Shōgun (2024 miniseries)

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Shōgun
Release poster
GenreHistorical drama
Created by
Based onShōgun
by James Clavell
Starring
Composers
Country of originUnited States
Original languages
  • Japanese
  • English
No. of episodes10
Production
Executive producers
  • Michaela Clavell
  • Rachel Kondo
  • Michael De Luca
  • Edward L. McDonnell
  • Justin Marks
Producers
  • Jamie Vega Wheeler
  • Eriko Miyagawa
  • Hiroyuki Sanada
  • Erin Smith
  • Tom Winchester
Editors
  • Maria Gonzales (eps. 1, 4, 7 & 10)
  • Aika Miyake (eps. 2, 5, 8 & 10)
  • Thomas A. Krueger (eps. 3, 6 & 9)
Running time53–70 minutes
Production companies
  • Gate 34
  • Michael De Luca Productions
  • FXP
Original release
Network
ReleaseFebruary 27 (2024-02-27) –
April 23, 2024 (2024-04-23)

Shōgun is an American historical drama television miniseries created by Rachel Kondo and Justin Marks. It is based on the 1975 novel by James Clavell, which was previously adapted into a 1980 miniseries. Its ensemble cast includes Hiroyuki Sanada, Cosmo Jarvis, Anna Sawai, Tadanobu Asano, Takehiro Hira, Tommy Bastow, and Fumi Nikaido.

The series premiered its first two episodes on February 27, 2024, on FX on Hulu and FX, with the rest being released weekly until April 23, 2024. It received widespread critical acclaim, particularly for the directing, writing, visuals, production values, performances of its cast, and faithfulness to the source material.

Premise[edit]

Shōgun follows "the collision of two ambitious men from different worlds, John Blackthorne, a risk-taking English sailor who ends up shipwrecked in Japan, a land whose unfamiliar culture will ultimately redefine him; Lord Toranaga, a shrewd, powerful daimyo, at odds with his own dangerous, political rivals; and Lady Mariko, a woman with invaluable skills but dishonorable family ties, who must prove her value and allegiance."[1][2]

Clavell's Shōgun is historical fiction. The character of Blackthorne is loosely based on the historical English navigator William Adams,[3][4] who in Japan rose to become a samurai under Tokugawa Ieyasu, a powerful daimyō who later became the founder and first shōgun of the Tokugawa shogunate. Ieyasu is the basis for the character of Yoshii Toranaga.[5][6]

Cast and characters[edit]

In the following lists, the names in parenthesis represent the historical figure upon which the character is based.

Main[edit]

  • Hiroyuki Sanada as Lord Yoshii Toranaga (Tokugawa Ieyasu, 1543–1616): A powerful bushō and lord of Kantō. One of the five Regents ruling Japan on behalf of the late Taikō's young heir. He is a descendant of the Minowara clan (Minamoto clan) which once ruled over Japan as shōguns. He possesses a brilliant mind for military and political strategy.
  • Cosmo Jarvis as Pilot-Major John Blackthorne / "Anjin" (William Adams, 1564–1620): A Protestant English maritime pilot who served on a Dutch fleet seeking to establish trade with Japan. He finds himself and his crew captive to the powerful Lord Toranaga.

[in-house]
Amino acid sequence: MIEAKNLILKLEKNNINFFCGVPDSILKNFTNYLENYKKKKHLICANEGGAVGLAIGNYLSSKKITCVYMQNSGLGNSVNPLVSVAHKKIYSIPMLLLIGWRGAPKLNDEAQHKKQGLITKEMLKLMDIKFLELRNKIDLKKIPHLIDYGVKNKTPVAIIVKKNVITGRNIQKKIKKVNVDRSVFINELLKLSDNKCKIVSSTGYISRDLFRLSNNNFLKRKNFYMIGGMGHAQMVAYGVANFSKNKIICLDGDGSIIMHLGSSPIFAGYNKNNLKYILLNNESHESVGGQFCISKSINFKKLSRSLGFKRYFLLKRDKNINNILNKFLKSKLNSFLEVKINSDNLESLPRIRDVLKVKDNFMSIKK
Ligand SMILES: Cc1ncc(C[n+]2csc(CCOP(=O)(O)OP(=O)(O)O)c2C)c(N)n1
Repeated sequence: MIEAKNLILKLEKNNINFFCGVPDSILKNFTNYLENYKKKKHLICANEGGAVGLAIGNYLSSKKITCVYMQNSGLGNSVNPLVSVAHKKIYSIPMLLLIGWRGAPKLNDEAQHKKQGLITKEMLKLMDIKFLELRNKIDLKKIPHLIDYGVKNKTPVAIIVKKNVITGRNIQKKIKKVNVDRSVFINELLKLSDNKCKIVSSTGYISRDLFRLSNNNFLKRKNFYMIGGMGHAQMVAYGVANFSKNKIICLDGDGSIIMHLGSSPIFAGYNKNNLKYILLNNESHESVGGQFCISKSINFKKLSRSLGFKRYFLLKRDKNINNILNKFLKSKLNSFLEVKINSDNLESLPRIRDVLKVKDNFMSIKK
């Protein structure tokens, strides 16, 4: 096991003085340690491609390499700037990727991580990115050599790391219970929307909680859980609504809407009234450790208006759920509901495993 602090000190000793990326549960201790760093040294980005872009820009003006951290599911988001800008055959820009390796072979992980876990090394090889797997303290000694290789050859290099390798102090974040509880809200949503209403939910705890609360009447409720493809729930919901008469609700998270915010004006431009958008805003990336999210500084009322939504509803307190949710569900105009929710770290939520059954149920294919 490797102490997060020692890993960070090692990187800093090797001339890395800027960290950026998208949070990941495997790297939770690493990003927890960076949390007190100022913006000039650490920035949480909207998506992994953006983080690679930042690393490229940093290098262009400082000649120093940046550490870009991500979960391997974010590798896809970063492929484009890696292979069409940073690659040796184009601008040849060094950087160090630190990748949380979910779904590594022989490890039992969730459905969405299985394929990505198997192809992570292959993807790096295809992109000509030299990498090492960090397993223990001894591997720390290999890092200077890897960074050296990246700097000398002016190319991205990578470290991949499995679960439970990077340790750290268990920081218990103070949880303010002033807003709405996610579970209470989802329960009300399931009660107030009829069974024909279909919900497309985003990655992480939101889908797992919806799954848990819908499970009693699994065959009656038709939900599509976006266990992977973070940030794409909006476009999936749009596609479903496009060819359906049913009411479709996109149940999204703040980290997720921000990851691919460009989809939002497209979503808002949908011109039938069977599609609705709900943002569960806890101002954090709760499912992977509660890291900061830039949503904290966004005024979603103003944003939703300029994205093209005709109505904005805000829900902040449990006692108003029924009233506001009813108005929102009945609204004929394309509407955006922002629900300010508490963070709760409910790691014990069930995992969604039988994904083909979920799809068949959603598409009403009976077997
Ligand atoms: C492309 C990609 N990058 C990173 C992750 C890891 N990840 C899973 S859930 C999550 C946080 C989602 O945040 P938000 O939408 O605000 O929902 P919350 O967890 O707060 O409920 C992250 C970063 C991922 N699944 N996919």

• Anna Sawai as Toda Mariko (Hosokawa Gracia, 1563–1600): An intelligent highborn woman with strong loyalty to Toranaga. She is a Catholic convert who serves as a translator between Toranaga and Blackthorne.
  • Tadanobu Asano as Kashigi Yabushige (Honda Masanobu, 1538–1616): The scheming lord of Izu who serves Toranaga.
  • Takehiro Hira as Ishido Kazunari (Ishida Mitsunari, 1559–1600): A former peasant turned powerful bushō, one of the five Regents, Toranaga's chief rival, and ruler of Osaka Castle.
  • Tommy Bastow as Father Martin Alvito, SJ / "Tsuji" (João Rodrigues Tçuzu, 1561–1634): An empathetic Portuguese priest and reliable translator.
  • Fumi Nikaido as Ochiba no Kata (Yodo-dono, 1569–1615): The only consort of the late Taikō who bore an heir, her son Yaechiyo.

Supporting[edit]

  • Néstor Carbonell as Vasco Rodrigues: A Spanish sailor in league with the Portuguese who befriends Blackthorne
  • Tokuma Nishioka [ja] as Toda "Iron Fist" Hiromatsu (Hosokawa Fujitaka, 1534–1610): Toranaga's most trusted general and close confidant
  • Hiroto Kanai [ja] as Kashigi Omi (Honda Masazumi, 1566–1637): Yabushige's bright nephew and the lord of Ajiro
  • Yasunari Takeshima [ja] as Tonomoto Akinao / Muraji: A Christian fisherman in Ajiro, who can translate for Blackthorne and is secretly a loyal samurai serving Toranaga
  • Moeka Hoshi [ja] as Usami Fuji: Hiromatsu's granddaughter and later Blackthorne's consort
  • Yuki Kura [ja] as Yoshii Nagakado (Matsudaira Tadayoshi, 1580–1607): Toranaga's impulsive yet adoring son
  • Ako as Daiyoin / Lady Iyo (Kōdai-in, 1549–1624): The wife of the late Taikō, who later became a Buddhist nun upon his death
  • Ned Dennehy as the Captain-General: The Dutch captain of the Erasmus, who died at sea
  • Hiromoto Ida as Kiyama ukon Sadanaga (Konishi Yukinaga, 1555–1600): One of the five Regents, who converted to Catholicism, due to the wealth the Portuguese acquired for him
  • Toshi Toda [de] as Sugiyama Josui (Maeda Toshiie, 1539–1599): One of the five Regents, who is descended from a rich clan
  • Takeshi Kurokawa as Ohno Harunobu (Otani Yoshitsugu, 1558–1600): One of the five Regents, a once great warrior afflicted with leprosy, which drove him to become a devout Catholic
  • Yuki Takao as Usami Tadayoshi: Fuji's impulsive husband and a samurai serving Toranaga
  • Yuka Kouri [ja] as Kiku: A crafty and beguiling courtesan from Izu and Omi's concubine
  • Sen Mars as Nakamura Yaechiyo (Toyotomi Hideyori, 1593–1615): The only son and heir of the Taikō
  • Dakota Daulby as Salamon: A surviving crew member of the Erasmus who Blackthorne later encounters living in the slums of Edo
  • Nelson Leis as Hendrik: A surviving crew member of the Erasmus
  • Hiro Kanagawa as Igarashi Yoshimito: An older, eye-patch-wearing samurai serving Yabushige
  • Yuki Kedoin [ja] as Takemaru: A young samurai serving Yabushige
  • Nobuya Shimamoto as Nebara Jozen: Ishido's loyal retainer and an old friend of Yabushige
  • Yutaka Takeuchi as Akechi Jinsai (Akechi Mitsuhide, 1528–1582): Mariko's late father and a powerful warlord who betrayed and killed Lord Kuroda, tarnishing his family's legacy